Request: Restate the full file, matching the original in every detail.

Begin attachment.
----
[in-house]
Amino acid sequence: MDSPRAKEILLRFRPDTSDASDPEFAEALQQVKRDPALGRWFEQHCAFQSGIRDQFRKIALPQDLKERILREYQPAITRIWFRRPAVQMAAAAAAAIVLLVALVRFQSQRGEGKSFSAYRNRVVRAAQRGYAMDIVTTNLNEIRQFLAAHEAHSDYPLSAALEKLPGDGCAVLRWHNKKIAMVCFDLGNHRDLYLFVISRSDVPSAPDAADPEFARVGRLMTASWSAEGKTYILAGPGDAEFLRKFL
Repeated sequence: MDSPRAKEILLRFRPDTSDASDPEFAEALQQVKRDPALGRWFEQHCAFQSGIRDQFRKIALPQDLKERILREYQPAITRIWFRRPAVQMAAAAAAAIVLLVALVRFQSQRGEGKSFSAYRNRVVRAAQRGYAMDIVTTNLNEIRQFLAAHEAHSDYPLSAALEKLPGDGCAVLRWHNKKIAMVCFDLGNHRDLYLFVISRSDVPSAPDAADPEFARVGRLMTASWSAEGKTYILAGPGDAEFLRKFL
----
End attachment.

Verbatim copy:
[in-house]
Amino acid sequence: MDSPRAKEILLRFRPDTSDASDPEFAEALQQVKRDPALGRWFEQHCAFQSGIRDQFRKIALPQDLKERILREYQPAITRIWFRRPAVQMAAAAAAAIVLLVALVRFQSQRGEGKSFSAYRNRVVRAAQRGYAMDIVTTNLNEIRQFLAAHEAHSDYPLSAALEKLPGDGCAVLRWHNKKIAMVCFDLGNHRDLYLFVISRSDVPSAPDAADPEFARVGRLMTASWSAEGKTYILAGPGDAEFLRKFL
Repeated sequence: MDSPRAKEILLRFRPDTSDASDPEFAEALQQVKRDPALGRWFEQHCAFQSGIRDQFRKIALPQDLKERILREYQPAITRIWFRRPAVQMAAAAAAAIVLLVALVRFQSQRGEGKSFSAYRNRVVRAAQRGYAMDIVTTNLNEIRQFLAAHEAHSDYPLSAALEKLPGDGCAVLRWHNKKIAMVCFDLGNHRDLYLFVISRSDVPSAPDAADPEFARVGRLMTASWSAEGKTYILAGPGDAEFLRKFL